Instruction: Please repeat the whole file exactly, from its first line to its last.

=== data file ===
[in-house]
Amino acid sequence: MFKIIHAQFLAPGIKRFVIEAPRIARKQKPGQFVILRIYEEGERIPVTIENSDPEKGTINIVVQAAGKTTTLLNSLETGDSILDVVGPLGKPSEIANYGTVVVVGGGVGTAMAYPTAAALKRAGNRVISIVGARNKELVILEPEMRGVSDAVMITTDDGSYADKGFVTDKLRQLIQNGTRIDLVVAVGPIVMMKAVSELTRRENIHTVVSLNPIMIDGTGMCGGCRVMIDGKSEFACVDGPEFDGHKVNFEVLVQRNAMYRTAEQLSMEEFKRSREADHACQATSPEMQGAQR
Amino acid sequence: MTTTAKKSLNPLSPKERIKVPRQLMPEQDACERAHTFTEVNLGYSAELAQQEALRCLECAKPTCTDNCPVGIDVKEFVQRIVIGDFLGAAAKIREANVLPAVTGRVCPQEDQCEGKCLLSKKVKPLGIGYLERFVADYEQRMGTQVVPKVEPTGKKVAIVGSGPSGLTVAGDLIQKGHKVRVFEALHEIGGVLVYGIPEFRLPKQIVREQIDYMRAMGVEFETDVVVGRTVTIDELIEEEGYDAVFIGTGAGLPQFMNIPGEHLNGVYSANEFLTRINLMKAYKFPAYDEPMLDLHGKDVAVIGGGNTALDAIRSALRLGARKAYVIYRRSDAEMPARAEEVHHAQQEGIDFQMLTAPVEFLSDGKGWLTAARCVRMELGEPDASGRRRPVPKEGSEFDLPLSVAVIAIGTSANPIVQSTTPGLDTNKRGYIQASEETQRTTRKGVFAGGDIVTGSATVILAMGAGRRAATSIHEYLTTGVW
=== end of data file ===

[in-house]
Amino acid sequence: MFKIIHAQFLAPGIKRFVIEAPRIARKQKPGQFVILRIYEEGERIPVTIENSDPEKGTINIVVQAAGKTTTLLNSLETGDSILDVVGPLGKPSEIANYGTVVVVGGGVGTAMAYPTAAALKRAGNRVISIVGARNKELVILEPEMRGVSDAVMITTDDGSYADKGFVTDKLRQLIQNGTRIDLVVAVGPIVMMKAVSELTRRENIHTVVSLNPIMIDGTGMCGGCRVMIDGKSEFACVDGPEFDGHKVNFEVLVQRNAMYRTAEQLSMEEFKRSREADHACQATSPEMQGAQR
Amino acid sequence: MTTTAKKSLNPLSPKERIKVPRQLMPEQDACERAHTFTEVNLGYSAELAQQEALRCLECAKPTCTDNCPVGIDVKEFVQRIVIGDFLGAAAKIREANVLPAVTGRVCPQEDQCEGKCLLSKKVKPLGIGYLERFVADYEQRMGTQVVPKVEPTGKKVAIVGSGPSGLTVAGDLIQKGHKVRVFEALHEIGGVLVYGIPEFRLPKQIVREQIDYMRAMGVEFETDVVVGRTVTIDELIEEEGYDAVFIGTGAGLPQFMNIPGEHLNGVYSANEFLTRINLMKAYKFPAYDEPMLDLHGKDVAVIGGGNTALDAIRSALRLGARKAYVIYRRSDAEMPARAEEVHHAQQEGIDFQMLTAPVEFLSDGKGWLTAARCVRMELGEPDASGRRRPVPKEGSEFDLPLSVAVIAIGTSANPIVQSTTPGLDTNKRGYIQASEETQRTTRKGVFAGGDIVTGSATVILAMGAGRRAATSIHEYLTTGVW